Microsurgery: Transplantation and Replantation by Harry J. Buncke, MD, et al.
  Table of Contents / Chapter 21:
Free Serratus Anterior Static and Dynamic Muscle Transplantation
  A. Once the entire superior outer surface of the serratus has been cleared, one then proceeds to develop the lower border of the last slip to the ninth rib. This cleavage plane can be developed quickly once the lower border of the ninth rib has been identified and the entire undersurface of the serratus has been freed from the origin of the muscle and the chest wall laterally to the angle of the scapula. The interval between slips 7 and 6 can be developed with the tip of the finger on the undersurface of the muscle. Once this interval cleavage plane has been established, the dissection can proceed from the chest wall to the angle of the scapula, separating the lower three slips completely. Great care must be taken as one approaches the neurovascular pedicle. Every effort should be made to preserve the nerve supply to the higher slips. This is usually fairly easy to do because a definite branch of the nerve splits off to supply slips 7, 8, and 9. The vascular pedicle can be traced proximally and the branch to the latissimus can be tied off if a long pedicle is needed. This can be carried all the way to the axillary artery, if necessary, for an extremely long vascular pedicle. The nerve cannot be developed above the level of C7 without damaging the nerve supply to the higher slips. Under magnification, the nerve can be split off from the higher slips, but this is increasingly difficult as one proceeds proximally. If a long nerve pedicle is needed, it is probably wiser to insert a nerve graft rather than unnecessarily denervate the proximal muscle slips, which results in winging of the scapula.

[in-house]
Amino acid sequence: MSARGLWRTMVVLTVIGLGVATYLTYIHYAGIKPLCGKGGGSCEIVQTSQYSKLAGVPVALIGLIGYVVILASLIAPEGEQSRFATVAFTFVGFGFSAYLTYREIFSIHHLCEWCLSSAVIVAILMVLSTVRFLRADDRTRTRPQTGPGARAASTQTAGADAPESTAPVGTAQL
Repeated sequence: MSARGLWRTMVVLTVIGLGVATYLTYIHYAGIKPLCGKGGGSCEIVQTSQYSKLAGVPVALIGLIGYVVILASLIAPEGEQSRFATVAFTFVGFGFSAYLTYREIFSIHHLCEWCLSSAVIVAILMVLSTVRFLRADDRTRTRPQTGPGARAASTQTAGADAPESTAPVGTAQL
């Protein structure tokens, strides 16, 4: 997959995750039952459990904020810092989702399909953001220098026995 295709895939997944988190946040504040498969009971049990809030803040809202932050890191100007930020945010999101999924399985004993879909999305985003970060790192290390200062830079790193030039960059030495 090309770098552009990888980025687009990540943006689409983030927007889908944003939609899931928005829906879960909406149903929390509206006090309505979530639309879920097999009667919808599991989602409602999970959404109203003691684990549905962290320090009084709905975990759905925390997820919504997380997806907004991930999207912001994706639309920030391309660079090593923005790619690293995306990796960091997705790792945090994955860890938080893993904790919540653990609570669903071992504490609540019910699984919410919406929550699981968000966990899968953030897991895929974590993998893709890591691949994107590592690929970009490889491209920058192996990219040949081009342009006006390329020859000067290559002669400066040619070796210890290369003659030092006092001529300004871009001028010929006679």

B. Slips 7, 8, and 9 have been detached from their costal origin. They interdigitate with the external oblique muscle and must be separated sharply. Multiple perforators from the intercostal vessels come through the muscles at this junction and must be carefully tied and ligated. This rich collateral blood supply between the intercostal system and the subscapular system permits vascularized ribs to be carried with the serratus muscle. The attachment of the muscle to the angle of the scapula is then separated sharply. The fibers of slips 6 and 7 form a spiral and must be separated with careful dissection.

C. The serratus has now been isolated entirely on its neurovascular pedicle and is ready for transfer.

Clinical Cases


A 36-year-old man developed Romberg's disease, having initially noted facial atrophy as a teenager.

FIG. 21-01. The patient has had multiple collagen injections that brought moderate improvement, but have disappeared completely.

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